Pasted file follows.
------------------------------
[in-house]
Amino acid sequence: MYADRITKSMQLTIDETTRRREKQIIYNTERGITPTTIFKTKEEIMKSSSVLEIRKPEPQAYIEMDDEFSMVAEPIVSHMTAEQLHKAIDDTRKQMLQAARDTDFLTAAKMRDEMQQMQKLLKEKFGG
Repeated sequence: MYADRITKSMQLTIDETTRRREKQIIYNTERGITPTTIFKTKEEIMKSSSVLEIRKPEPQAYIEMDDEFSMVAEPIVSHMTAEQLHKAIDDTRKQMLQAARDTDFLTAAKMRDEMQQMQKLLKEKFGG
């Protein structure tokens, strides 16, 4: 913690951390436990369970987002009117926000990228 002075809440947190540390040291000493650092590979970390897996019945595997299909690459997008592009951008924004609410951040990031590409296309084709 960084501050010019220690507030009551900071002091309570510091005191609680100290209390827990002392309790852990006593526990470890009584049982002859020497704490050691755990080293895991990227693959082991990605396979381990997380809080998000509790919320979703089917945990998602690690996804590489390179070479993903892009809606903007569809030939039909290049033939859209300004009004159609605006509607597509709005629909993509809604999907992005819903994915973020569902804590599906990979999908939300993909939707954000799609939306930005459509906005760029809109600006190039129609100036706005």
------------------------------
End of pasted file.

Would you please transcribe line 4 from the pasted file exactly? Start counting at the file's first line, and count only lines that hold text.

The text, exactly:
């Protein structure tokens, strides 16, 4: 913690951390436990369970987002009117926000990228 002075809440947190540390040291000493650092590979970390897996019945595997299909690459997008592009951008924004609410951040990031590409296309084709 960084501050010019220690507030009551900071002091309570510091005191609680100290209390827990002392309790852990006593526990470890009584049982002859020497704490050691755990080293895991990227693959082991990605396979381990997380809080998000509790919320979703089917945990998602690690996804590489390179070479993903892009809606903007569809030939039909290049033939859209300004009004159609605006509607597509709005629909993509809604999907992005819903994915973020569902804590599906990979999908939300993909939707954000799609939306930005459509906005760029809109600006190039129609100036706005």